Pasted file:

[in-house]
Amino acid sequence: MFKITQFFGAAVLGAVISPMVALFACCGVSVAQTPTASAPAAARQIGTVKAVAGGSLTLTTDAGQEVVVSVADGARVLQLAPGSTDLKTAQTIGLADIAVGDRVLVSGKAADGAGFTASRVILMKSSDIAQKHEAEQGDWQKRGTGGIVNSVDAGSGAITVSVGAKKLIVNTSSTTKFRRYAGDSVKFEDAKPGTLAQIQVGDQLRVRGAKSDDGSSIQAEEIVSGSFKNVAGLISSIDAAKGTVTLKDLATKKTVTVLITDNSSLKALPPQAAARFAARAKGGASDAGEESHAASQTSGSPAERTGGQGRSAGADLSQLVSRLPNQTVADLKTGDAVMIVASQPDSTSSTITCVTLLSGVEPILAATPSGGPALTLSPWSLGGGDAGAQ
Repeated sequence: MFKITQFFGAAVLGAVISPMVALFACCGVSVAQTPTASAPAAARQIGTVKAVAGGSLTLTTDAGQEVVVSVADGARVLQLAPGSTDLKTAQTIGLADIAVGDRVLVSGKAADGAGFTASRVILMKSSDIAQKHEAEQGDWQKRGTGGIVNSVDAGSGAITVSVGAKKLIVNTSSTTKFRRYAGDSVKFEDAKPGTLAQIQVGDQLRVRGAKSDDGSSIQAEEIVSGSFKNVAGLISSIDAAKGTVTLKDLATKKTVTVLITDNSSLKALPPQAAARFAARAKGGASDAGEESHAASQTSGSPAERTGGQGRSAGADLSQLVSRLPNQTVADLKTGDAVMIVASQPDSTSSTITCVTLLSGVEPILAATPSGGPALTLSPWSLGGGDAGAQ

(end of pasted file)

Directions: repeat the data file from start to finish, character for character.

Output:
[in-house]
Amino acid sequence: MFKITQFFGAAVLGAVISPMVALFACCGVSVAQTPTASAPAAARQIGTVKAVAGGSLTLTTDAGQEVVVSVADGARVLQLAPGSTDLKTAQTIGLADIAVGDRVLVSGKAADGAGFTASRVILMKSSDIAQKHEAEQGDWQKRGTGGIVNSVDAGSGAITVSVGAKKLIVNTSSTTKFRRYAGDSVKFEDAKPGTLAQIQVGDQLRVRGAKSDDGSSIQAEEIVSGSFKNVAGLISSIDAAKGTVTLKDLATKKTVTVLITDNSSLKALPPQAAARFAARAKGGASDAGEESHAASQTSGSPAERTGGQGRSAGADLSQLVSRLPNQTVADLKTGDAVMIVASQPDSTSSTITCVTLLSGVEPILAATPSGGPALTLSPWSLGGGDAGAQ
Repeated sequence: MFKITQFFGAAVLGAVISPMVALFACCGVSVAQTPTASAPAAARQIGTVKAVAGGSLTLTTDAGQEVVVSVADGARVLQLAPGSTDLKTAQTIGLADIAVGDRVLVSGKAADGAGFTASRVILMKSSDIAQKHEAEQGDWQKRGTGGIVNSVDAGSGAITVSVGAKKLIVNTSSTTKFRRYAGDSVKFEDAKPGTLAQIQVGDQLRVRGAKSDDGSSIQAEEIVSGSFKNVAGLISSIDAAKGTVTLKDLATKKTVTVLITDNSSLKALPPQAAARFAARAKGGASDAGEESHAASQTSGSPAERTGGQGRSAGADLSQLVSRLPNQTVADLKTGDAVMIVASQPDSTSSTITCVTLLSGVEPILAATPSGGPALTLSPWSLGGGDAGAQ